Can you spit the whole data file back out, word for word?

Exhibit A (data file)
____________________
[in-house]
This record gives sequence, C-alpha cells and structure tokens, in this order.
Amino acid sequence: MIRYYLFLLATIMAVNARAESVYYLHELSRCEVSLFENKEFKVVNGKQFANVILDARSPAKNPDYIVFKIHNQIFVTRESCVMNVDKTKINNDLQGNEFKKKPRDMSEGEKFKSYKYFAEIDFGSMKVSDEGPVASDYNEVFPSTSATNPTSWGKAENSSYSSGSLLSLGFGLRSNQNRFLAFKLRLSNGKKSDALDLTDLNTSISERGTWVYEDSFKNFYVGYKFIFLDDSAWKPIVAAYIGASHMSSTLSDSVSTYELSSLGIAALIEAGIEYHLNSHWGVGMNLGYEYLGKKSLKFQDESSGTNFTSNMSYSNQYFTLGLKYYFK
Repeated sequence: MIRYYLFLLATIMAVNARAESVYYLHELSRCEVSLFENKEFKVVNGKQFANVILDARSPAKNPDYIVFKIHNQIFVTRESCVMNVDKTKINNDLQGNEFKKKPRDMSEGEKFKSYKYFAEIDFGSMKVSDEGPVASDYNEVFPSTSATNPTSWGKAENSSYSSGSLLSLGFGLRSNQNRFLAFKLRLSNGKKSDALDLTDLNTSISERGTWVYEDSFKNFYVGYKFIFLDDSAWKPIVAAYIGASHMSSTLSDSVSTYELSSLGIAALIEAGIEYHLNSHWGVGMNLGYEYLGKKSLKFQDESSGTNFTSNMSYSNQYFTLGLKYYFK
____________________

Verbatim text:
[in-house]
This record gives sequence, C-alpha cells and structure tokens, in this order.
Amino acid sequence: MIRYYLFLLATIMAVNARAESVYYLHELSRCEVSLFENKEFKVVNGKQFANVILDARSPAKNPDYIVFKIHNQIFVTRESCVMNVDKTKINNDLQGNEFKKKPRDMSEGEKFKSYKYFAEIDFGSMKVSDEGPVASDYNEVFPSTSATNPTSWGKAENSSYSSGSLLSLGFGLRSNQNRFLAFKLRLSNGKKSDALDLTDLNTSISERGTWVYEDSFKNFYVGYKFIFLDDSAWKPIVAAYIGASHMSSTLSDSVSTYELSSLGIAALIEAGIEYHLNSHWGVGMNLGYEYLGKKSLKFQDESSGTNFTSNMSYSNQYFTLGLKYYFK
Repeated sequence: MIRYYLFLLATIMAVNARAESVYYLHELSRCEVSLFENKEFKVVNGKQFANVILDARSPAKNPDYIVFKIHNQIFVTRESCVMNVDKTKINNDLQGNEFKKKPRDMSEGEKFKSYKYFAEIDFGSMKVSDEGPVASDYNEVFPSTSATNPTSWGKAENSSYSSGSLLSLGFGLRSNQNRFLAFKLRLSNGKKSDALDLTDLNTSISERGTWVYEDSFKNFYVGYKFIFLDDSAWKPIVAAYIGASHMSSTLSDSVSTYELSSLGIAALIEAGIEYHLNSHWGVGMNLGYEYLGKKSLKFQDESSGTNFTSNMSYSNQYFTLGLKYYFK